Charlie Glotzbach Won August Michigan Race With Dodge BROOKLYN, Mich., August 15, 2001 - Thirty-one years ago this weekend, Charlie Glotzbach motored around Michigan International Speedway on a wing and a prayer. The prayer was on his lips, but...
Charlie Glotzbach Won August Michigan Race With Dodge
BROOKLYN, Mich., August 15, 2001 - Thirty-one years ago this weekend, Charlie Glotzbach motored around Michigan International Speedway on a wing and a prayer. The prayer was on his lips, but the wing was firmly attached to the back of his No. 99 Dodge Charger Daytona. In the end, Glotzbach led a Chrysler Corporation sweep of the first six positions. Dodge got the win and four of the top six. Plymouth SuperBirds finished third and fifth.
The victory was the second win of the season for the Indiana native and frequent Dodge test driver. Glotzbach was also the pole winner for the August Michigan race in 1970, which was then known as the "Yankee 400." He led the race seven times for a total of 116 laps, taking the lead for the final time with nine laps to go when the only caution flag of the race came out after front-runner Cale Yarborough's engine let go. Glotzbach stayed out while everyone else pitted for fresh tires, including Bobby Allison who was running second in a Mario Rossi Dodge Charger Daytona. Allison never got to use his fresh tires as the race ended under caution.
"I was gonna win it anyway, you know, whether we had a caution or not," said Glotzbach recently. He said the same thing in the Winner's Circle when he won. "I was running faster than Cale was most of the day," he said then. "I think I could have caught him if he hadn't blown. I would have rather won it under green, but it all pays the same."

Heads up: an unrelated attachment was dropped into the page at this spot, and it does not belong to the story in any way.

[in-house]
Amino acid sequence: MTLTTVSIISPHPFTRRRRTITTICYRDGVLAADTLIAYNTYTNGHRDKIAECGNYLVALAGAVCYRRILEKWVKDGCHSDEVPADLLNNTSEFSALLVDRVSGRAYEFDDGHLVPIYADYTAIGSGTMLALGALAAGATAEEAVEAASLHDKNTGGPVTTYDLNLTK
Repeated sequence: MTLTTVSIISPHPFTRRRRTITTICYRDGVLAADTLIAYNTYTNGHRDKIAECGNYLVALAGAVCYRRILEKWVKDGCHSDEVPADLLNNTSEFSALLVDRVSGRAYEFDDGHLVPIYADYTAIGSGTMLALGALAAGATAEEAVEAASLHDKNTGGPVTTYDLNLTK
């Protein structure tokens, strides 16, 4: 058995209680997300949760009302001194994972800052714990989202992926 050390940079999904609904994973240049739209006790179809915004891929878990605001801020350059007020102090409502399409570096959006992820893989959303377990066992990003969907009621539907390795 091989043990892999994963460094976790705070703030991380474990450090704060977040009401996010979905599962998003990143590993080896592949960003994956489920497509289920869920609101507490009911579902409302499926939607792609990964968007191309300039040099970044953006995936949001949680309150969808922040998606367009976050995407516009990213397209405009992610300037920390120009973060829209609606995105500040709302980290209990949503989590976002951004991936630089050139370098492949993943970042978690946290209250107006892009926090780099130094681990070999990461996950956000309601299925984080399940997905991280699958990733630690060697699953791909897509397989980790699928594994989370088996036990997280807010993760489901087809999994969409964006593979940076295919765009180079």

Glotzbach wants to see Dodge win more NASCAR Winston Cup Series races but he was disappointed by one aspect of the brand's return. "Well, I was hoping they'd call me and let me drive one," said the 62-year-old veteran. "I haven't ever retired," he insisted. "I just haven't raced for a while."
Glotzbach was very familiar with the winged Dodge Charger Daytona he drove at Michigan because he did a lot of testing for factory engineers. "Anytime there was a winged Dodge test, I tested," said Glotzbach. "They always took Bobby Allison, Buddy Baker, Bobby Isaac or one of the other guys with 'em, but I started out testing the winged Dodge with (retired Dodge engineer Larry) Rathgeb. He had me at every test. I was always pretty mechanical and he told me I could tell him what he wanted to know.
"I liked doing that (testing)," continued Glotzbach. "I ran a lot of tire tests and Chrysler tests. We tried to test at every race track where we were gonna run the car, especially the bigger superspeedways. (Rathgeb) made a book up to give all the Chrysler teams to tell 'em what suspension parts to run at that particular race track."
One of their favorites was Michigan International Speedway. "It's one of the nicest race tracks around," said Glotzbach. "It always has been. It's wide; you got plenty of room and you can run four or five wide. You can run two or three wide through the corners and it was always real smooth back then. The last time I ran it, it wasn't (as smooth). The winters had got to it a little bit, but it was still good."
Retired Dodge engineer George Wallace recalls the Michigan race in 1970 as one where windows may have been a factor. "At that time, running windows in the car was optional," said Wallace. "We always ran side windows at Daytona for aerodynamics and Charlie asked us if they would do any good at Michigan. After qualifying Charlie had his crew put in the windows. We used regular production windows with winders and all that, and it added about 70 or 80 pounds to the car, up high at that, but Charlie said let's try it. I think his was the only good car in the race running windows. That may have been the thing that put him over the top."